‘I’m going to become massive’: Why a bulked-up Bryson DeChambeau wants to get much, much bigger
NASSAU, Bahamas — Bryson DeChambeau is the same height as Tiger Woods, but as the two stood on the Albany driving range Monday afternoon, there was no question who was larger. Woods is famous for his love of working out, but these days he’s dwarfed by DeChambeau, who has directed the full force of his obsessive nature towards the gym. This is Bryson’s Bulking Season, and it’s starting to show.
“I hit it 365 yesterday on 15,” DeChambeau said. “I flew it 340 — 184 ball speed.”
It’s not clear if that’s a number aided by wind or exuberance, but what is clear is just how wholly DeChambeau believes in his new training regimen. He says he’s been averaging a trip-and-a-half to the gym per day, at least an hour per session, and that he’s seeing results. His primary focus, he says, is core. “A lot of core.”
DeChambeau is playing a home game at this week’s Hero World Challenge at Albany Golf Club in the Bahamas, where he spends parts of his offseason. That means a home gym, too before next week’s trip to Melbourne for the Presidents Cup.
Some modern pros, including Woods, have caught flak for working out too hard and wearing down their bodies. For DeChambeau, the philosophy is the exact opposite: His gym inspiration is to stave off a nagging back injury. That injury — which DeChambeau says stems from a childhood trampoline accident plus the wear of hitting nearly infinite range balls — left him in major pain last season. “Sleeping hurt, everything hurt,” he said. “But it’s pretty cool what you can do to the body by working out. Most people say, ‘okay, I just have to sit down and rest, I’ve gotta take time off,’ but I’ve tried that route and I’ve realized that actually makes you worse.”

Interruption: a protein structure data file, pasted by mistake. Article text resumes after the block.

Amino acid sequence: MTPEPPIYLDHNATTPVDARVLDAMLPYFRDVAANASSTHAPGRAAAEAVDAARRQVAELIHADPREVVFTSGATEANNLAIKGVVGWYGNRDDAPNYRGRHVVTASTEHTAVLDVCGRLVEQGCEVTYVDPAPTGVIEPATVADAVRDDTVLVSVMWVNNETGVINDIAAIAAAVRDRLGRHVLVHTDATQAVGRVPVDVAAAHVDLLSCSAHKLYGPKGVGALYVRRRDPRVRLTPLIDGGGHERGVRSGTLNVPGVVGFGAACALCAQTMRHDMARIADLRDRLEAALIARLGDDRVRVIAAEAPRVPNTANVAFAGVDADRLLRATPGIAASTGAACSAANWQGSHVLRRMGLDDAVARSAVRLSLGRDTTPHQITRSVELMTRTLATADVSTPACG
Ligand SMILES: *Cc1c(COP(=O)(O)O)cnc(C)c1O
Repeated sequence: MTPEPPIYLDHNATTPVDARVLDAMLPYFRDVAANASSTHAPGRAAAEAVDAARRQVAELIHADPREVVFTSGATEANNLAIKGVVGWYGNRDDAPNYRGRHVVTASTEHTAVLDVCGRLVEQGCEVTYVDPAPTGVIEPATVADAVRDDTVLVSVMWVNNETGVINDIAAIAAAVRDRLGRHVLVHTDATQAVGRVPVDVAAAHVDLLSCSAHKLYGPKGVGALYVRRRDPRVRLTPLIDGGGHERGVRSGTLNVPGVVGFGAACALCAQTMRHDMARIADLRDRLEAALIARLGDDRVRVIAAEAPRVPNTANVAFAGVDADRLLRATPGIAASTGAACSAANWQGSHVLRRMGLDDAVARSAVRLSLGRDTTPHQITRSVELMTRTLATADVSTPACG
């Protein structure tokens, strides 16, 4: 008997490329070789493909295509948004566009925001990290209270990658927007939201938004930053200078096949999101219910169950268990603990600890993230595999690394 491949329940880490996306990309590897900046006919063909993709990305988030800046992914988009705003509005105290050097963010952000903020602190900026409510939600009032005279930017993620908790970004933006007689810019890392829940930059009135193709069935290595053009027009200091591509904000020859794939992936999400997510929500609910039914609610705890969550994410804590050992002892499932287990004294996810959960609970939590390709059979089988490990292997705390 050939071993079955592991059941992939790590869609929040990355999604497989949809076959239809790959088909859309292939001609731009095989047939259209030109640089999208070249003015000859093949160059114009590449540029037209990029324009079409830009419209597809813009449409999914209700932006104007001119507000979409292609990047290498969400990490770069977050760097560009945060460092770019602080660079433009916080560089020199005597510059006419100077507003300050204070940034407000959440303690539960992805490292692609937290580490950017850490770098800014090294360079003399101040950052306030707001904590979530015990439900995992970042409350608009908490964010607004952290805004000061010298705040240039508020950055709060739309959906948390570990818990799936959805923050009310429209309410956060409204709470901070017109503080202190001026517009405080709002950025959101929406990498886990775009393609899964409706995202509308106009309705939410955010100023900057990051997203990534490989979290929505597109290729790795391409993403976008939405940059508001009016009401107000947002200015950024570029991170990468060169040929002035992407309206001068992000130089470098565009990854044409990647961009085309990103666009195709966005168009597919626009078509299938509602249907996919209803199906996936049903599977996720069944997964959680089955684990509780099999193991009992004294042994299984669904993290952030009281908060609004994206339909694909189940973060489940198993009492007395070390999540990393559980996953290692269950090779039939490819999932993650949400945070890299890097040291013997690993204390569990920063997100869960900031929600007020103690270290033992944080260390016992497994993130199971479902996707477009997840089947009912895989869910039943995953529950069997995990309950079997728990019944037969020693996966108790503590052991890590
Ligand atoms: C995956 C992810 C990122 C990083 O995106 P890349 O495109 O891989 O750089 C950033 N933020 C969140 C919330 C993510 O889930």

DeChambeau has been working with Muscle Activation Technique (MAT) pioneer Greg Roskopf, both in Denver and from home, and it’s clear the doctor’s advice has had a strong effect.
“I was literally thinking I’d need surgery but I talked to Greg, he was like no, no, no, don’t do any of that, we’re going to teach your body to tolerate the force. Usually when ligaments get torn or bones get broken or whatever it’s because the muscles aren’t functioning properly, so thats what I’ve been doing.” He’s been focusing on exercises that get him into “extreme positions of rotations and flexions” at which point he adds weight to build mental and physical tolerance in those positions.
What this looks like to the naked eye is a DeChambeau who is visibly larger than he was two months ago, when he first teased the idea of a bigger, stronger self. He was under 200 pounds then — now he’s 222. “I’m going to become like a gymnast. I watch online, on Instagram, these gymnast influencers, and that’s where I want to get.” It’s a step in the right direction, but 222 is not nearly big enough. DeChambeau has a Hulk-like vision for his future.
“I’ll never get to my target size or weight,” he says. “I think now, with this knowledge and understanding, the sky is the limit. I’m going to become massive.
“You’ll start to see this week.”
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